Sialadenitis and Submandibular Gland Excision
Sialadenitis and excision of submandibular gland
Salivary glands produce saliva which helps digestion, oral hygiene, and swallowing. Sialadenitis refers to the inflammation of the salivary glands, which are responsible for producing saliva that aids digestion, oral hygiene, and the maintenance of a healthy oral environment. Sialadenitis can impact on oral health and overall well-being. This condition can be painful, cause swelling and if left untreated can lead to complications.
What is sialadenitis?
Sialadenitis occurs when a salivary gland becomes inflamed or infected. The inflammation can be acute (happen suddenly) or chronic (have been there a long time/be persistent) and can be caused by a number of factors such as bacterial infections, blockages, or medical conditions including autoimmune conditions. Sialadenitis can affect either your parotid glands, located near your cheek in front of your ear, or the submandibular gland (in your neck under your jaw).
Symptoms of sialadenitis
Symptoms can range from mild to severe and may include:
- Oedema (swelling): the affected gland may become swollen and tender to the touch
- Pain or discomfort: Pain around the affected gland which can become worse when eating or salivating (particularly if the swelling is caused by a stone blocking the duct – sialolithiasis).
- Erythema (redness): The area around the affected gland can appear red and feel warm which is a sign of an infection (usually bacterial).
- Difficulty chewing and swallowing: This can occur from swelling and discomfort which can make chewing and swallowing challenging.
- Fever and chills: In cases of bacterial infection, a high temperature may be associated with the inflammation.
- Dry mouth: Caused by a decrease in saliva production.
- Foul taste: Infected discharge going into the mouth from the saliva glands causes a foul taste in the mouth and can be expressed if pressing on the gland.
Causes of sialadenitis
- Bacterial infection: Often due to a blockage in the salivary duct, potentially a salivary gland stone (sialolithiasis) or stricture (narrowing) preventing normal salivary flow. Bacteria collects in the stagnant saliva and can causing infection of the duct and gland. Typical bacteria include staphylococcus and streptococcus.
- Viral infection: There are numerous viruses that can cause infection for example Mumps.
- Salivary stones: Stones within the salivary ducts can lead to blockages, causing accumulation of saliva and potential infection (sialolithiasis).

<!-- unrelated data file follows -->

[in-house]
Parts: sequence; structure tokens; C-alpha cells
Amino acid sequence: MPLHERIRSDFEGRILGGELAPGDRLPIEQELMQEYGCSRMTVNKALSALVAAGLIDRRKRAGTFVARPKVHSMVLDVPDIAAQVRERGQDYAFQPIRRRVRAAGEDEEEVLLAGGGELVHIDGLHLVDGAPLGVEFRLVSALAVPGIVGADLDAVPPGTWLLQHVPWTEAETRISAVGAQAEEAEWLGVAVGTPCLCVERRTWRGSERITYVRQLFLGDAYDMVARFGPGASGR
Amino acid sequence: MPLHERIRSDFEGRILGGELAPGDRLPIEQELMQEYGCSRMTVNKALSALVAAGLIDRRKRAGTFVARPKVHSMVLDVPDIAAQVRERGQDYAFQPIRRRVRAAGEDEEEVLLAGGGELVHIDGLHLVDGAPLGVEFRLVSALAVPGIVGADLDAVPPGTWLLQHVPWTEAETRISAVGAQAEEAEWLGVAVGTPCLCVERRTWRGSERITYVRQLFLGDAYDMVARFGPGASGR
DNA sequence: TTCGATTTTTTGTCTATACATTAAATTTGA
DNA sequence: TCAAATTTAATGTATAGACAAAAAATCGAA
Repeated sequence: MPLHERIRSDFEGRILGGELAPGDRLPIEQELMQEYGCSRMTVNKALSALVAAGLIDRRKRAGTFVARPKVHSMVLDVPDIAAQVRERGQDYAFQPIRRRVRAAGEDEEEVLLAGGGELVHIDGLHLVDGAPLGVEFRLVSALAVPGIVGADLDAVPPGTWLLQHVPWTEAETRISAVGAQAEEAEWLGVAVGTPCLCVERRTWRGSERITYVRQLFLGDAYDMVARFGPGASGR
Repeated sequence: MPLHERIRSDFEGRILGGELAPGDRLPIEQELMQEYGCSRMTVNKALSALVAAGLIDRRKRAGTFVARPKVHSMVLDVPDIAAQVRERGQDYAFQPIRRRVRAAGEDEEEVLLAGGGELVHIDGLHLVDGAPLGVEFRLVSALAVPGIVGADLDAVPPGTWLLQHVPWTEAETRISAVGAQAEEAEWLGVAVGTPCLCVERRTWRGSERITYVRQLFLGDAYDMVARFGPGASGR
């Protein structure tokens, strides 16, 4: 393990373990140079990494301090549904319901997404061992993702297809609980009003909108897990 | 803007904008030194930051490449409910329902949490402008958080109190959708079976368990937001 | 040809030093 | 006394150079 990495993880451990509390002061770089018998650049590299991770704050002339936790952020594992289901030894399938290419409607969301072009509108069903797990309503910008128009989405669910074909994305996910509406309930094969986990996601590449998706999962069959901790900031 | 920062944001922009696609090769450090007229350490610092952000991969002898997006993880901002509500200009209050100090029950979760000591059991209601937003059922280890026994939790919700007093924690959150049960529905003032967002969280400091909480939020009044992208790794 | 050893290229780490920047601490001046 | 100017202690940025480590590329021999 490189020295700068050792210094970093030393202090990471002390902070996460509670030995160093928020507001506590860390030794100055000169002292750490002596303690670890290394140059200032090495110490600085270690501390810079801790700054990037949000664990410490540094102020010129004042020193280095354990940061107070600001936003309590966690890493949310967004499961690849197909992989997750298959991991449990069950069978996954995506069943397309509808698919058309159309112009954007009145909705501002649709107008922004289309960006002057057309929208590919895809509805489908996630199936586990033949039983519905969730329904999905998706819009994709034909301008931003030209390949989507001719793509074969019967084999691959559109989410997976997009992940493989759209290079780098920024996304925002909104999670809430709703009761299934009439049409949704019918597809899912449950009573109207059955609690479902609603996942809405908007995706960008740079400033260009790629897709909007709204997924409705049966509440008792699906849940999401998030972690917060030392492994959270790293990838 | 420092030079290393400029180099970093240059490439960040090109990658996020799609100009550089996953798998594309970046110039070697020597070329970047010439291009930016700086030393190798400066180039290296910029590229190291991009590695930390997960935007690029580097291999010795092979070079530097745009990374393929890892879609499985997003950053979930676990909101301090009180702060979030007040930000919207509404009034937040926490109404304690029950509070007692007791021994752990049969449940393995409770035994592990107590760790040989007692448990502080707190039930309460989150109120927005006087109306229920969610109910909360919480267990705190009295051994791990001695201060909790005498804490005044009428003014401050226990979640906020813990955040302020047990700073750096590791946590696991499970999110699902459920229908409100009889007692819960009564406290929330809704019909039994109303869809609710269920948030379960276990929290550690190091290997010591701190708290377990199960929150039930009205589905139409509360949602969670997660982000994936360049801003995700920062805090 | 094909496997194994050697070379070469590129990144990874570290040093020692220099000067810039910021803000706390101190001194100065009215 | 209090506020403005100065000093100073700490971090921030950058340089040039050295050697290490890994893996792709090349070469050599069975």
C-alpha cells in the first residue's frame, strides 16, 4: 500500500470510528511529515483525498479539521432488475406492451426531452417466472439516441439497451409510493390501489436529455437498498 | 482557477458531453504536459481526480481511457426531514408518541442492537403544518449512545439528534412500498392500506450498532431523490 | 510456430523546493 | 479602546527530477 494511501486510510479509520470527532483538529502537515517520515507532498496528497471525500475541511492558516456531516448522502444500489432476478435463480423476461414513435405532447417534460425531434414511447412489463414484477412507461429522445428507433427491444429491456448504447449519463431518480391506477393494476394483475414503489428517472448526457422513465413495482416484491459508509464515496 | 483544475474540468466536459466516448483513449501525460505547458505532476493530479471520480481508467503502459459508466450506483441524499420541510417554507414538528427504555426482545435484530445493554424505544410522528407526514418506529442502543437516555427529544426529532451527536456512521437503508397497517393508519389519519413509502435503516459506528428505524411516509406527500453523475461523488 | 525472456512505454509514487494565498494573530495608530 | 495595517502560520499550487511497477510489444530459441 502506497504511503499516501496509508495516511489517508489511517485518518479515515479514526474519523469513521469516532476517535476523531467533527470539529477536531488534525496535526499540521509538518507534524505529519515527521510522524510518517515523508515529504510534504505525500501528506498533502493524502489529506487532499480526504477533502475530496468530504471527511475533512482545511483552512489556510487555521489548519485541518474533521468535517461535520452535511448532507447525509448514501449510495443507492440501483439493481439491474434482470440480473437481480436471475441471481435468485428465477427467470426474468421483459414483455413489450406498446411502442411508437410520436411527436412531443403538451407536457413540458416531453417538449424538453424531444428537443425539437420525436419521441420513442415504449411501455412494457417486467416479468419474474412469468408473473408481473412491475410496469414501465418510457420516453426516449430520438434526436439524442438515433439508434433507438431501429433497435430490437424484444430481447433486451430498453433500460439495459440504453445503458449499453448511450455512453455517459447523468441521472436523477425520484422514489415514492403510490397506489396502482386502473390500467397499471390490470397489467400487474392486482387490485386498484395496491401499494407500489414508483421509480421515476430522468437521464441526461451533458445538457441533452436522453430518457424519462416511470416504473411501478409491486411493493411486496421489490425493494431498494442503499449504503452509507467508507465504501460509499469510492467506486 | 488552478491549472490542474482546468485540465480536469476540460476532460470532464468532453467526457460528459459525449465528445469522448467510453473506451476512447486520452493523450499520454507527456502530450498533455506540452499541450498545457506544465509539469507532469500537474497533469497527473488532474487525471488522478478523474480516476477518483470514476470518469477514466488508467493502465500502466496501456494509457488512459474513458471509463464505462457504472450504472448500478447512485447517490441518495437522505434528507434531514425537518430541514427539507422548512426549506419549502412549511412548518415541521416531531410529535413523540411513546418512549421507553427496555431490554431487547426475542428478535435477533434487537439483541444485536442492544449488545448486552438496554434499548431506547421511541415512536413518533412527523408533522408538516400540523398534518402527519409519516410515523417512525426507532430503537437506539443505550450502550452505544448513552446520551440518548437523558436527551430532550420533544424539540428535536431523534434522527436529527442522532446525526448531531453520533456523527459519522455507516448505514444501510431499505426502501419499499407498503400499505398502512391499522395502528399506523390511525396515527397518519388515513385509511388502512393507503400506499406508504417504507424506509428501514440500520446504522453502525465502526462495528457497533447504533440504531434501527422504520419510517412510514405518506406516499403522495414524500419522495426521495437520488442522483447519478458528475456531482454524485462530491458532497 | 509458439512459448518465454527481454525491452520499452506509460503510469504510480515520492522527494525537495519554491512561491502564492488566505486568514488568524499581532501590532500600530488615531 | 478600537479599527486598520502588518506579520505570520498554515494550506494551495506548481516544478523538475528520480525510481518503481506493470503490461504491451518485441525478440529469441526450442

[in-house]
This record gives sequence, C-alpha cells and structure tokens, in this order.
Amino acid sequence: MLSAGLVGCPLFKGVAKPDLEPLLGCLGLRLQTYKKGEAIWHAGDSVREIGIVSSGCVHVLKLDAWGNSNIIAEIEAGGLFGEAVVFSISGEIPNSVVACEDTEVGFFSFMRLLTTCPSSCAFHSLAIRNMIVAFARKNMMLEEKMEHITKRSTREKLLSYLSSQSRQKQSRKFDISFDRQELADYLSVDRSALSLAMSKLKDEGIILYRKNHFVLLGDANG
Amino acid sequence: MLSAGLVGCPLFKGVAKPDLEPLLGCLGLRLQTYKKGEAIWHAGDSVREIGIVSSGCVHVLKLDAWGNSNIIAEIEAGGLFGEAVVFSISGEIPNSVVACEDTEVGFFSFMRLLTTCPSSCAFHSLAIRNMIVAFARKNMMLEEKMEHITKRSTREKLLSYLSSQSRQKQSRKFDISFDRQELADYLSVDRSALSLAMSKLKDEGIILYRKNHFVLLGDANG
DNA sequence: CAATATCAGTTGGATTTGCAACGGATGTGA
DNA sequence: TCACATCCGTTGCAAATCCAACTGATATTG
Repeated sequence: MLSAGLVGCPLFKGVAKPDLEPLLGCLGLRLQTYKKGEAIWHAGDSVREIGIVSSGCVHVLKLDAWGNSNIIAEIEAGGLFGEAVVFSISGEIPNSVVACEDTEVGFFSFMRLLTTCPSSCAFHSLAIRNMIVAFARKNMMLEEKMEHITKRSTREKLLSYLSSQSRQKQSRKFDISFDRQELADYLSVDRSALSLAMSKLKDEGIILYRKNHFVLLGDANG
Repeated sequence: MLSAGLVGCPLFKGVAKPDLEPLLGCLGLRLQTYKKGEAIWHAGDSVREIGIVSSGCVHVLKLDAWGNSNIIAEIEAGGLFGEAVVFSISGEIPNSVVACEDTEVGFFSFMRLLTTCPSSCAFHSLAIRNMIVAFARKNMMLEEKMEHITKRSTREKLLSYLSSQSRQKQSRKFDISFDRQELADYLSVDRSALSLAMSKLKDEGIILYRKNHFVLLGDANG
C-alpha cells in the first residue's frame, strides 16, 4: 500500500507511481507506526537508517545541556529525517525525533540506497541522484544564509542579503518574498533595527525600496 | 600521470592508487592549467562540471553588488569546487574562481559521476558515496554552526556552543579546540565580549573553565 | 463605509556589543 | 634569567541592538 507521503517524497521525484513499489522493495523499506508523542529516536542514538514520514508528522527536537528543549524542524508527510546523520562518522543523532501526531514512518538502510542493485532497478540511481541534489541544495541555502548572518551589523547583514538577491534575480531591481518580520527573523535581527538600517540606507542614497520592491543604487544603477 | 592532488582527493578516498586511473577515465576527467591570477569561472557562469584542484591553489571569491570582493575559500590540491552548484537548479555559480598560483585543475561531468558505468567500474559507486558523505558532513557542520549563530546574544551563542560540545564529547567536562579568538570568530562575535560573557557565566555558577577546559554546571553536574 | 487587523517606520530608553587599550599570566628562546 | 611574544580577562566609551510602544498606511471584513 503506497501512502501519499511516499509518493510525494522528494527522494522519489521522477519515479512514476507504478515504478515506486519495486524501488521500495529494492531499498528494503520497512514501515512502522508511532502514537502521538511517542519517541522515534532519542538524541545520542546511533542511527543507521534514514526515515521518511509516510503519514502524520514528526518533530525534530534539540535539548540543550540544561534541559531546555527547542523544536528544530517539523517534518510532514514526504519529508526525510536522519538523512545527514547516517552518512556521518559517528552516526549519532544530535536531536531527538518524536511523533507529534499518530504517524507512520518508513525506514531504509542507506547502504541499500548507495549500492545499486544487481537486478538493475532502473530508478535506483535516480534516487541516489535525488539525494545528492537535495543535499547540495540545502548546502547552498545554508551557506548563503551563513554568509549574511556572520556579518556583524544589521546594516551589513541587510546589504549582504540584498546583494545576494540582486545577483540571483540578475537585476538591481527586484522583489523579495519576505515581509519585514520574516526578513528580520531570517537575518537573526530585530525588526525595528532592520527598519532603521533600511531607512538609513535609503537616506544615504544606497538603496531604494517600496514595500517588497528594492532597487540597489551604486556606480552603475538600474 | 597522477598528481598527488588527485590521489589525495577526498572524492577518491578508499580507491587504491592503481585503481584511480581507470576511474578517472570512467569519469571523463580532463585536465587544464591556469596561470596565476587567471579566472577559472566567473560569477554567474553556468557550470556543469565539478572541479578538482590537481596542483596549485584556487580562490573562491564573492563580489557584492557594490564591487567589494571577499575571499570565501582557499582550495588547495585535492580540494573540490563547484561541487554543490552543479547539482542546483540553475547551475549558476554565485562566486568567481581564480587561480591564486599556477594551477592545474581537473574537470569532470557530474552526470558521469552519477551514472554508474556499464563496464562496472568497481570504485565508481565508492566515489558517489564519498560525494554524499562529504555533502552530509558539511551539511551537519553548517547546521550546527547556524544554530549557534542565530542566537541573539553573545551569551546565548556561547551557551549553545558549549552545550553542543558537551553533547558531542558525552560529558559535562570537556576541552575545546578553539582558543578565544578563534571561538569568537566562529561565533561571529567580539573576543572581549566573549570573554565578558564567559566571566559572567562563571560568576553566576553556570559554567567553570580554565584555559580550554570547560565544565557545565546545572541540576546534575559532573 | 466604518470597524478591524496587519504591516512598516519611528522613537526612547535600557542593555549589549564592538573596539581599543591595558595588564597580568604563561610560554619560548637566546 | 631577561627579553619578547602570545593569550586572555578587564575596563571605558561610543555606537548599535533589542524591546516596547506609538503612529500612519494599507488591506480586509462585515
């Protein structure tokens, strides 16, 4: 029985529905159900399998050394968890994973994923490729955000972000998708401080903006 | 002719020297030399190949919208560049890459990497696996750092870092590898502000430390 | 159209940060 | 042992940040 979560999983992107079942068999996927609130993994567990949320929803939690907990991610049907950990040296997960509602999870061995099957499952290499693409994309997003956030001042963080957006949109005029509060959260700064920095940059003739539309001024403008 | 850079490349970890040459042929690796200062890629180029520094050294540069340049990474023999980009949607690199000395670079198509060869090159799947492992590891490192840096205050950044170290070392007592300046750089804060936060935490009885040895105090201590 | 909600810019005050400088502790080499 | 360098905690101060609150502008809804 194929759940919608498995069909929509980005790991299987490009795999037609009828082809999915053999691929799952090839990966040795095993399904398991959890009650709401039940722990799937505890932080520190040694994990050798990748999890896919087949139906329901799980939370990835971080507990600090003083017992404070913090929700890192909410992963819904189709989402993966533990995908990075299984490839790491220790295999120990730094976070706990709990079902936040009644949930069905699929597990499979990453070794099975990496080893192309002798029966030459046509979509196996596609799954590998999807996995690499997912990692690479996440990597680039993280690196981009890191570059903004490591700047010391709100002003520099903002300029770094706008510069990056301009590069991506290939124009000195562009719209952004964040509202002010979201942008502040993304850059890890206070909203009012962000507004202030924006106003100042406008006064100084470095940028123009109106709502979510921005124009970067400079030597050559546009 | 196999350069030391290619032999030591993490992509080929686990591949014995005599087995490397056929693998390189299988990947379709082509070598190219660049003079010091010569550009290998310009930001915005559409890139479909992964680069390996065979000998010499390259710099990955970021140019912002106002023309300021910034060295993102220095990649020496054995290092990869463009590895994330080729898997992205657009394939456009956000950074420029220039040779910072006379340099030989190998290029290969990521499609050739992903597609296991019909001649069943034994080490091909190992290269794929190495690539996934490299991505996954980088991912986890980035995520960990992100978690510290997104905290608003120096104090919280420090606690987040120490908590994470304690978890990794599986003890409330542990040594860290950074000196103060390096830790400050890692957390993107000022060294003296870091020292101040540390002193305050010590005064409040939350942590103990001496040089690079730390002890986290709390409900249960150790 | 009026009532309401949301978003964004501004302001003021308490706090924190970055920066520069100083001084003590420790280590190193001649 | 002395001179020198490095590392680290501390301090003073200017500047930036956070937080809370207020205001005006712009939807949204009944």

- Dehydration: Insufficient fluid intake can lead to a thickening of saliva, making it more prone to blockages and infection.
- Medical conditions: Certain medical conditions such as Sjogren’s syndrome, HIV or diabetes can increase the risk of sialadenitis.
To investigate your salivary gland swelling you may need an X-ray of your jaw/face, an ultrasound scan of the salivary glands and, if a stone or blockage is suspected, possibly a Sialogram where X-ray contrast is injected into the salivary gland which can show stones or strictures (narrowing) in the salivary gland drainage pathways. Occasionally, blood tests may be required and at times a CT scan or MRI scan might be necessary.
In some cases of sialadenitis, particularly when the condition is recurrent or severe, surgery might be considered when other measures such as good hydration, massage, warm compresses and antibiotics have not helped. Surgical options include endoscopic techniques to dilate the ducts or remove stones; open removal of stones or removal of the salivary gland. The type of procedure depends on a number of factors and will be decided on a case by case basis.
Information on submandibular gland surgery is outlined below (known as submandibular gland excision). For parotid gland removal, please see further information HERE about parotid glands and tumours. Parotid glands are rarely removed for inflammation (as opposed to tumours) due to the risk of complications.
Risks of submandibular gland excision
Submandibular gland excision is reserved for persistent or troublesome cases where conservative non-surgical methods, including medication, have failed. Submandibular gland removal is performed under general anaesthetic. An incision is made in the neck a few centimetres under the jaw, often along the natural creases to hide the scar. The potential benefits versus the risks of the procedure will be discussed following a thorough history and examination. The risks of the procedure include:
- Infection at the surgical site.
- Damage to surrounding tissues.
- Nerve injury which could lead to temporary or permanent issues such as weakness of the lower lip, reduced sensation, and reduced movement of the tongue.
Nerve injury which could lead to temporary or permanent issues such as weakness of the lower lip, reduced sensation, and reduced movement of the tongue.
Following the procedure, you will either go home the same day or remain in hospital for one night and will probably have a small drain (plastic tube) in the neck to stop a collection of fluid building up where the gland has been removed (this is removed within 24 hours before you go home). Stitches will either be dissolvable or will need removal at 5 to 7 days post-operatively, and the wound will need to be kept dry until then. You will be followed up in clinic a few weeks later to discuss the histopathology of the removed gland and to check everything has healed well.
If you have any questions or you think you may be suffering with sialadenitis, please contact Kent ENT Partnership to arrange a consultation.